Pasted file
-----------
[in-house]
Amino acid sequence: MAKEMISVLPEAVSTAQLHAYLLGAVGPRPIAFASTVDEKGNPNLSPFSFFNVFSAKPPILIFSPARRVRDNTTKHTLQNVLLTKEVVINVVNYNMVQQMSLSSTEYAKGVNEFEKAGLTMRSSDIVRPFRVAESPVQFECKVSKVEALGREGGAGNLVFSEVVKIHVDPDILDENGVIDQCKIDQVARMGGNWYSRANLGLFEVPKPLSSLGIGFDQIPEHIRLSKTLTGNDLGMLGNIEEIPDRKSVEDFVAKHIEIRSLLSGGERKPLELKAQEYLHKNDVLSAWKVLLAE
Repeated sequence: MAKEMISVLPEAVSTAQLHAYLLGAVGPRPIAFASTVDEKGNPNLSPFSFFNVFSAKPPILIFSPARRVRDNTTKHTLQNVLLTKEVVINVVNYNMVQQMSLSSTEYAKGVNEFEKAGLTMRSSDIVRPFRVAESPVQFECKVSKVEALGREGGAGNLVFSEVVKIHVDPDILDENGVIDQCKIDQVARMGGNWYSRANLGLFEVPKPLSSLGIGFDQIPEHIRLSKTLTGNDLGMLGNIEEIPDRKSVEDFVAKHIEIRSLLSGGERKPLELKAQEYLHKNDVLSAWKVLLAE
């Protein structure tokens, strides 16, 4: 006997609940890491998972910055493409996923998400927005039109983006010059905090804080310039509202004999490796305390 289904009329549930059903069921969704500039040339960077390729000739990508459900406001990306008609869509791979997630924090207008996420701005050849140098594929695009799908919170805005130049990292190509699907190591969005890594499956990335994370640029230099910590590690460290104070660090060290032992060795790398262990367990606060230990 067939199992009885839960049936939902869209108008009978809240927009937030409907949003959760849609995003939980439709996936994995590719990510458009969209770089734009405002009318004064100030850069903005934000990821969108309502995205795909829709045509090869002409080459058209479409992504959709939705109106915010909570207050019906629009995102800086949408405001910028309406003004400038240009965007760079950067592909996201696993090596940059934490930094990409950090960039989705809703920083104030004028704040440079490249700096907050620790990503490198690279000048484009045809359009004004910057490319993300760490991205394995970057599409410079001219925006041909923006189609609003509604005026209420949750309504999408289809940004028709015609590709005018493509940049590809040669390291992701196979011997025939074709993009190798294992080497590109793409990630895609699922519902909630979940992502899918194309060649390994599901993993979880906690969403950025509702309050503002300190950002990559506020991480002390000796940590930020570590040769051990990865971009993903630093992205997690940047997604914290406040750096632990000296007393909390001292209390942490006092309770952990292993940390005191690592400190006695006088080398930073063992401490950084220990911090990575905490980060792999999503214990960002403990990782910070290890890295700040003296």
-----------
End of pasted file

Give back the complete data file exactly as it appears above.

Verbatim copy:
[in-house]
Amino acid sequence: MAKEMISVLPEAVSTAQLHAYLLGAVGPRPIAFASTVDEKGNPNLSPFSFFNVFSAKPPILIFSPARRVRDNTTKHTLQNVLLTKEVVINVVNYNMVQQMSLSSTEYAKGVNEFEKAGLTMRSSDIVRPFRVAESPVQFECKVSKVEALGREGGAGNLVFSEVVKIHVDPDILDENGVIDQCKIDQVARMGGNWYSRANLGLFEVPKPLSSLGIGFDQIPEHIRLSKTLTGNDLGMLGNIEEIPDRKSVEDFVAKHIEIRSLLSGGERKPLELKAQEYLHKNDVLSAWKVLLAE
Repeated sequence: MAKEMISVLPEAVSTAQLHAYLLGAVGPRPIAFASTVDEKGNPNLSPFSFFNVFSAKPPILIFSPARRVRDNTTKHTLQNVLLTKEVVINVVNYNMVQQMSLSSTEYAKGVNEFEKAGLTMRSSDIVRPFRVAESPVQFECKVSKVEALGREGGAGNLVFSEVVKIHVDPDILDENGVIDQCKIDQVARMGGNWYSRANLGLFEVPKPLSSLGIGFDQIPEHIRLSKTLTGNDLGMLGNIEEIPDRKSVEDFVAKHIEIRSLLSGGERKPLELKAQEYLHKNDVLSAWKVLLAE
């Protein structure tokens, strides 16, 4: 006997609940890491998972910055493409996923998400927005039109983006010059905090804080310039509202004999490796305390 289904009329549930059903069921969704500039040339960077390729000739990508459900406001990306008609869509791979997630924090207008996420701005050849140098594929695009799908919170805005130049990292190509699907190591969005890594499956990335994370640029230099910590590690460290104070660090060290032992060795790398262990367990606060230990 067939199992009885839960049936939902869209108008009978809240927009937030409907949003959760849609995003939980439709996936994995590719990510458009969209770089734009405002009318004064100030850069903005934000990821969108309502995205795909829709045509090869002409080459058209479409992504959709939705109106915010909570207050019906629009995102800086949408405001910028309406003004400038240009965007760079950067592909996201696993090596940059934490930094990409950090960039989705809703920083104030004028704040440079490249700096907050620790990503490198690279000048484009045809359009004004910057490319993300760490991205394995970057599409410079001219925006041909923006189609609003509604005026209420949750309504999408289809940004028709015609590709005018493509940049590809040669390291992701196979011997025939074709993009190798294992080497590109793409990630895609699922519902909630979940992502899918194309060649390994599901993993979880906690969403950025509702309050503002300190950002990559506020991480002390000796940590930020570590040769051990990865971009993903630093992205997690940047997604914290406040750096632990000296007393909390001292209390942490006092309770952990292993940390005191690592400190006695006088080398930073063992401490950084220990911090990575905490980060792999999503214990960002403990990782910070290890890295700040003296």